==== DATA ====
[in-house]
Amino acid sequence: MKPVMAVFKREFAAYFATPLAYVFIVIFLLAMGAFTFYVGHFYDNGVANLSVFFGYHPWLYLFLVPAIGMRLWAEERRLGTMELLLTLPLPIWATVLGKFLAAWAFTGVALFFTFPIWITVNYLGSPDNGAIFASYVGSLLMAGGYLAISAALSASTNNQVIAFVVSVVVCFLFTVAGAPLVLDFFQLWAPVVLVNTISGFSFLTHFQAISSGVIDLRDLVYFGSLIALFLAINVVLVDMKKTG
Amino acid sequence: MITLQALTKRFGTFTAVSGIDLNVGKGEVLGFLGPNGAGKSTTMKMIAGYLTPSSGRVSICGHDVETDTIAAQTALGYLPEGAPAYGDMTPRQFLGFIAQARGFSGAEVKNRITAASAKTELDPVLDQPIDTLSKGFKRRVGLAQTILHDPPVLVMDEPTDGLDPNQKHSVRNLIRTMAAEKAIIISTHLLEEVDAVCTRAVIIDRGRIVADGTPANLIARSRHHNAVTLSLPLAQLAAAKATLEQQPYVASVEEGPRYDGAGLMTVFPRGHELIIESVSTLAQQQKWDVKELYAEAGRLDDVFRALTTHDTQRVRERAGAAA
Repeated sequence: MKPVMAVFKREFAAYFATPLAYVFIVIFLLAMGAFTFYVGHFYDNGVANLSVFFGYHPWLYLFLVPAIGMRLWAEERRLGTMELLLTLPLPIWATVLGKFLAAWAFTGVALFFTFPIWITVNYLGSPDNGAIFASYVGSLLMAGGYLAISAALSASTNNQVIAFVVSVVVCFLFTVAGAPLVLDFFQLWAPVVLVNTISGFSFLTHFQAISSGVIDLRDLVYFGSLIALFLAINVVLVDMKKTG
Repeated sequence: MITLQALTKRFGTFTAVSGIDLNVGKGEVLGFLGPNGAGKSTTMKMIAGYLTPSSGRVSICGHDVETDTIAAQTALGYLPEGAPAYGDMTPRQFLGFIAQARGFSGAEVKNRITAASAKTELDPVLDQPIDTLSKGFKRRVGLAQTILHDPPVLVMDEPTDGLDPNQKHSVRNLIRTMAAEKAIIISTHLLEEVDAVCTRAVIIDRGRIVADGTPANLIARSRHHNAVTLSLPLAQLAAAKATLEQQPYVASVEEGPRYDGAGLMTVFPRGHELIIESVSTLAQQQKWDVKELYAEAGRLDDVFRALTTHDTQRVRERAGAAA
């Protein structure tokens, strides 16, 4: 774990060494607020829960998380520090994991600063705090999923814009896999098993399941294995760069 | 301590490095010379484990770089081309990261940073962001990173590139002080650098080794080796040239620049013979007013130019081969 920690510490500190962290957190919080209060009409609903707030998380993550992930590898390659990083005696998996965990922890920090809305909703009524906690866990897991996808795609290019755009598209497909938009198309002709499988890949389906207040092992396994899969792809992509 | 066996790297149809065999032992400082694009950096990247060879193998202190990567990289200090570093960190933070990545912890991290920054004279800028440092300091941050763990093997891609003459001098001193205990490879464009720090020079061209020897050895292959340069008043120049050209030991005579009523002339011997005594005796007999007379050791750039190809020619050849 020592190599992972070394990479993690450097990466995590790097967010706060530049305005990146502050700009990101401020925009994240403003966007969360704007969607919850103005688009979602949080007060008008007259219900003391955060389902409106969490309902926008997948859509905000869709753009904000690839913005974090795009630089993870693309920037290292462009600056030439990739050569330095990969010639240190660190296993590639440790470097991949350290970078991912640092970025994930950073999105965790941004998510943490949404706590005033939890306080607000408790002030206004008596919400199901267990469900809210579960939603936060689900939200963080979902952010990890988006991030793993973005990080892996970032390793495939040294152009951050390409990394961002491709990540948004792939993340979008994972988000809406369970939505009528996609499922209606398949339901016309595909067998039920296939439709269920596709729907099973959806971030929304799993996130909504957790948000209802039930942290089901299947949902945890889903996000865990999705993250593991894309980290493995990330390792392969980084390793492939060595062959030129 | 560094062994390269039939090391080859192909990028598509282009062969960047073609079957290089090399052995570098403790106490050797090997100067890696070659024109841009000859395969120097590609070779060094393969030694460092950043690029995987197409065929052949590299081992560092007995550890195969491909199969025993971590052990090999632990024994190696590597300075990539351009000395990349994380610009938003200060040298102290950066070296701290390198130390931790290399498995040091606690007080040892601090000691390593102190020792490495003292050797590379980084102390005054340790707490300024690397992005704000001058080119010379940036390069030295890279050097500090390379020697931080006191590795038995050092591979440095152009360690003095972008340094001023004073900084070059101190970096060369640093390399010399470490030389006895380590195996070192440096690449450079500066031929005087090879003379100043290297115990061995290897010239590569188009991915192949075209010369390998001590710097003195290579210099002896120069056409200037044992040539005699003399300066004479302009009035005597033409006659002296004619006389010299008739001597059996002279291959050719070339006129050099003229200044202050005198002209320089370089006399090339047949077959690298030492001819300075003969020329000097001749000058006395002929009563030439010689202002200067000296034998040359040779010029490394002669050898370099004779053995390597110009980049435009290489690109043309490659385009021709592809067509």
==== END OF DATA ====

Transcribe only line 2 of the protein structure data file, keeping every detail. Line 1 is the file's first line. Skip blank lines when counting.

Amino acid sequence: MKPVMAVFKREFAAYFATPLAYVFIVIFLLAMGAFTFYVGHFYDNGVANLSVFFGYHPWLYLFLVPAIGMRLWAEERRLGTMELLLTLPLPIWATVLGKFLAAWAFTGVALFFTFPIWITVNYLGSPDNGAIFASYVGSLLMAGGYLAISAALSASTNNQVIAFVVSVVVCFLFTVAGAPLVLDFFQLWAPVVLVNTISGFSFLTHFQAISSGVIDLRDLVYFGSLIALFLAINVVLVDMKKTG